Sitanan Satsaksit kneeled outside her brother’s apartment building, her eyes lowered in prayer beneath a wide-brimmed hat. As she tried to reconstruct the events of that evening six months earlier, she heard his distressed voice in her head.
They had been chatting on the phone, she back in their native Thailand and he in his adopted home of Cambodia. An outspoken democracy activist and satirist, 38-year-old Wanchalearm Satsaksit was among more than 100 Thai dissidents who had fled into exile following a 2014 military coup.
He told her he was buying meatballs outside his high-rise in Phnom Penh, the capital, when she heard a commotion, a series of bangs and shouts. Then came his plaintive cry, repeated again and again: “I can’t breathe.”
They were his last words before the line went dead.
Witnesses told local journalists they saw Cambodian-speaking men bundle the slight, bespectacled Wanchalearm into a dark blue Toyota Highlander and drive off along the riverside road. But authorities in Cambodia and Thailand have reported no progress in the investigation.
Human rights groups believe his kidnapping was part of a pattern of politically motivated disappearances in Southeast Asia, where authoritarian governments have often helped one another target dissidents in exile.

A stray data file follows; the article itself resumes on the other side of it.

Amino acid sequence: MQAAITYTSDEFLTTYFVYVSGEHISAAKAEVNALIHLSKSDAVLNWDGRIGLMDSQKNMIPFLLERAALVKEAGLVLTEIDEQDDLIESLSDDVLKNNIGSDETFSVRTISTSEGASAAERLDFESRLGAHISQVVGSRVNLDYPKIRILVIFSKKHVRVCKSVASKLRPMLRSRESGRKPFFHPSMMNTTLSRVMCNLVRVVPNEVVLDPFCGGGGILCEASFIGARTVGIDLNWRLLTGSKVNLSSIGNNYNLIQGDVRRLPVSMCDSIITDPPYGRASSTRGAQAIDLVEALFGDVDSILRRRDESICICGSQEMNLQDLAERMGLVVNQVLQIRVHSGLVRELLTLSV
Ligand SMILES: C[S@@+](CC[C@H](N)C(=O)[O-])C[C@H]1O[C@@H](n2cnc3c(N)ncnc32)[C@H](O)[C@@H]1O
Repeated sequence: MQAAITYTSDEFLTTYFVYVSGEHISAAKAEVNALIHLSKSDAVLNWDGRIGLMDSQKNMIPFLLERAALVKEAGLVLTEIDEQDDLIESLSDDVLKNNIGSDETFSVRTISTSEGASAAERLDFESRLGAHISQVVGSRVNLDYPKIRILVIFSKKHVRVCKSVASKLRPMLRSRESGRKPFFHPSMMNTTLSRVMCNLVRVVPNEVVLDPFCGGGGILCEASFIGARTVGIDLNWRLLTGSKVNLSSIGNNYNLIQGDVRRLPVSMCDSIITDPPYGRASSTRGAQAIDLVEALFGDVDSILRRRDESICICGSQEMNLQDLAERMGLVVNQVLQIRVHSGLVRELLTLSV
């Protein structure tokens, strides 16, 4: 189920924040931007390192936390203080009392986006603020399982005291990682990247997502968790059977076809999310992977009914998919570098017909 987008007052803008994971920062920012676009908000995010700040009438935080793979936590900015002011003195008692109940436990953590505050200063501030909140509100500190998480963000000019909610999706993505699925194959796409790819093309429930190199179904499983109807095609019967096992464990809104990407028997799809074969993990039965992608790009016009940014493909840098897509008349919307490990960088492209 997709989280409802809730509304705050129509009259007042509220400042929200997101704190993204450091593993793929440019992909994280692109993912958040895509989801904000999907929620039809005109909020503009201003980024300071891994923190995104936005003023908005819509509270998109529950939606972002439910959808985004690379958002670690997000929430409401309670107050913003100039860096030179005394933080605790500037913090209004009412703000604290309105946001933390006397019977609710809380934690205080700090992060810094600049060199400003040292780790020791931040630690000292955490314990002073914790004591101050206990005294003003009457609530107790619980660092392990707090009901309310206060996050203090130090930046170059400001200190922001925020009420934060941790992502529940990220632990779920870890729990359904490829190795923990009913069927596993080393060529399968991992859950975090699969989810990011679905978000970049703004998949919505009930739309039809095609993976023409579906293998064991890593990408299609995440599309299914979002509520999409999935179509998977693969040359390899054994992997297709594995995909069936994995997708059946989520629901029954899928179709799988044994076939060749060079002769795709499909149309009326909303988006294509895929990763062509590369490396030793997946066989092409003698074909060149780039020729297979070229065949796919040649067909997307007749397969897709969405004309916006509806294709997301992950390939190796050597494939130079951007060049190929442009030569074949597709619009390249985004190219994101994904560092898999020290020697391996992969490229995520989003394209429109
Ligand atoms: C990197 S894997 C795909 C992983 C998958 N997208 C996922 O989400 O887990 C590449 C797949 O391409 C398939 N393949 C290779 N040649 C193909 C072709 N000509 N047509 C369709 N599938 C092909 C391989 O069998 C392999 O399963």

And so Sitanan found herself on a street corner outside the Mekong Gardens apartment building in early December, holding a basket of offerings as a trio of Buddhist monks scattered sacred water and prayed for Wanchalearm. She had traveled to Phnom Penh to conduct her own investigation, meet with her brother’s associates, press police for answers and testify before a judge in a desperate and lonely search for justice.
“I was waiting for this opportunity for six months,” she said. “So as difficult as it was, it was also a relief, and happiness, to come to Phnom Penh.”
The abduction has taken on added significance amid seismic political events in Thailand this year. Pro-democracy protests have called not only for an end to the military-dominated government but also for limits on the powers of the monarchy, an astonishing display of defiance in a country where the king is supposed to be revered, and criticizing him is a criminal offense.
A popular activist who campaigned for gender and LGBTQ rights with sharp and sometimes bawdy humor, Wanchalearm joined the “red shirt” political movement allied with former Prime Minister Yingluck Shinawatra. After the military ousted Yingluck in 2014, the junta issued a warrant for Wanchalearm’s arrest.
He fled to neighboring Cambodia, where for the next six years he continued to denounce the military online — most recently in a Facebook video mocking the former army chief and current prime minister, Prayuth Chan-ocha. It was posted June 3, the day before his abduction.
Throughout the summer and into the fall, demonstrators held up posters of Wanchalearm, making him a symbol of the military’s failure to ensure political rights. His name was spray-painted on Bangkok street corners and trended on social media, bringing the issue of missing dissidents into the national conversation for the first time.